The "Photographic Adventures of Nick Turpin" campaign, which promotes the aforementioned Pixon, began on October 22nd in the artist's hometown of East Dulwich. That morning, Turpin was directed by Lean Mean Fighting Machine to use his Pixon to take snapshots of life in his hometown and immediately send them to the agency, which then posted its top choice on the "Photographic Adventures" homepage that same day. After the image was posted, the site's visitors were asked to help pick Turpin's next photographic subject by clicking on any notable area found on the posted image. Once the top-clicked area was tallied by day's end, the photographer's next subject and destination were determined by the agency, which has subsequently sent Turpin on journeys everywhere from the U.K. to Marseilles to Athens to Rome.
"That poor bloke is absolutely knackered," jokes Lean Mean's creative/founding partner Dave Bedwood. "We've had him everywhere. It went from 0-60 miles an hour from the first photo, really. He hasn't really stopped, but he's quite a game chap for it. He's a very calm and relaxed person, so that helps."
Bedwood claims that so far the most clicked-on areas within the daily-posted images have been easy to calculate. "Most times, you don't even need to go into the clicks to find out. So far, there have really been no close calls. You can see [the most clicked item] straight away. But again, we've still got a bit of latitude. You can do loads of things and you're basically trying to give yourself the best options. If it's paint they click on the most, for example, then you can photograph really anything next."
According to Bedwood, the idea for the "Adventures" campaign was inspired by Samsung's strategy for the Pixon. "When we came up with the idea, Samsung had a TV ad and they had a strategy called "Unexpected Moments." It was basically saying this [Pixon] phone can take a really good 8-megapixel picture and do it quite quickly. It's not like a usual mobile phone that takes ages to boot up and you miss the moment. Their thinking was if you've got one of these phones on you all the time, if something funny happens, you can capture it on a really good camera."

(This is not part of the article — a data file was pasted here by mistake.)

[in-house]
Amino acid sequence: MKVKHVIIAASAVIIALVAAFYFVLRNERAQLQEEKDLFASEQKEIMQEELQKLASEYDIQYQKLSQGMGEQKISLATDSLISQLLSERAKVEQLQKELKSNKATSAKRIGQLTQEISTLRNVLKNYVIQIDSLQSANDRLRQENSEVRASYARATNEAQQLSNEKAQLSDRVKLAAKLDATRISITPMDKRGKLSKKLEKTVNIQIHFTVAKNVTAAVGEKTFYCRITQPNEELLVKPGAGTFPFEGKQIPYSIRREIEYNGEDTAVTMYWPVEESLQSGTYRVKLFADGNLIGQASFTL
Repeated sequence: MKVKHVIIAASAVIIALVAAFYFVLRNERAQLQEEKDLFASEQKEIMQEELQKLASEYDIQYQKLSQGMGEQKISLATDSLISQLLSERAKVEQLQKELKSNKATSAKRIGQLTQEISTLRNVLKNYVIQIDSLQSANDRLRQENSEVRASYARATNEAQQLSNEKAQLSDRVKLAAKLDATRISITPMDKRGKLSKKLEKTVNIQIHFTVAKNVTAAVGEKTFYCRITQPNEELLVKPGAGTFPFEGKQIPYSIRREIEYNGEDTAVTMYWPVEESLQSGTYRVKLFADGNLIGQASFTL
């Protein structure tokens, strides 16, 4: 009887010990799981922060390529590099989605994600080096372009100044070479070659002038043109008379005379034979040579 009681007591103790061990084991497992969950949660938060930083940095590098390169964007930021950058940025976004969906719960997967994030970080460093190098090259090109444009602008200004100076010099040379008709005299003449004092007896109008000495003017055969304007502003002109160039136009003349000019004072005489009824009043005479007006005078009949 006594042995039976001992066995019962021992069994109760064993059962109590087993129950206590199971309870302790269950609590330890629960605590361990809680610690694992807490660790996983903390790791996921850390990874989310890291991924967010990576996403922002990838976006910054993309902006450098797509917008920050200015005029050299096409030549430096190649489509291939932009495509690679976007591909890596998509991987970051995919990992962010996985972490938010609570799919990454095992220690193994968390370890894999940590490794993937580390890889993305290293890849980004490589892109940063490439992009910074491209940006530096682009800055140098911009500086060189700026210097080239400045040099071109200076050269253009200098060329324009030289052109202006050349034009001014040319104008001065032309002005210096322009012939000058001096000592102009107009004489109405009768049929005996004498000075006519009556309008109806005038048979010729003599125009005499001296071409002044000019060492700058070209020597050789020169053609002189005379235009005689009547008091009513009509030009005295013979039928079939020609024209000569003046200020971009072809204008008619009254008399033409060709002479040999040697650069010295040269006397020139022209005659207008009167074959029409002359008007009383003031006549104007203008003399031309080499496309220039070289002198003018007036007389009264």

Since unexpected and spontaneous were their keywords for the Pixon campaign, Lean Mean Fighting Machine felt a street photographer would be an ideal spokesperson. "We had seen portfolios of Nick and a few other street photographers who specialize in unexpected moments," says Bedwood. "They walk down ordinary streets and capture that slice of life right at the moment. It gives the photo meaning whether it's something funny or someone walks underneath a sign at the right moment and it says something about them. We thought if we had someone like that, it would be a great campaign in itself. [But since] we wanted to make the whole campaign spontaneous and unexpected, that's where the idea came from of having this photo up, having people be able to click on it and you get to see where everyone else has clicked. The most clicks on whatever area becomes his next [subject]. So he lives his life through his photos in a way."
Lean Mean's stipulation from day one for the "Adventures" effort was that it couldn't be premeditated at all, which posed a challenge especially with the constant, spur-of-the-moment travel and hotel bookings. "The traveling is tricky. Our producer is working absolutely flat-out hard. We can't influence any of the voting so we have to wait and see what's going on, and then we have to react to that. The producer has to then go immediately book a flight and sort out the hotel. Meanwhile, Nick's on his own; there's no one else like a crew or an assistant. He's got his luggage, backpack, Pixon and laptop. It's pretty intense but we want to keep the momentum up and put the photos up on the site."
After fishing through the roster at street photography collective iN-PUBLIC, Bedwood says that the agency found a fitting candidate in Turpin. "They needed to be great at taking photos obviously, but a big thing was we needed them to write little descriptions and realize it was going to be very stressful. They also needed to be good in front of the camera because we needed to shoot a couple of ads and we also wanted a video diary. They had to be fairly charismatic and just up for doing it, talking about it and Twittering. Nick's portfolio was brilliant. He was by far the strongest one in terms of what we were looking for. He was really comfortable with it. He had to put up with people asking him for stuff and be fairly laid-back. Whether he will be at the end of the 28 days is another question."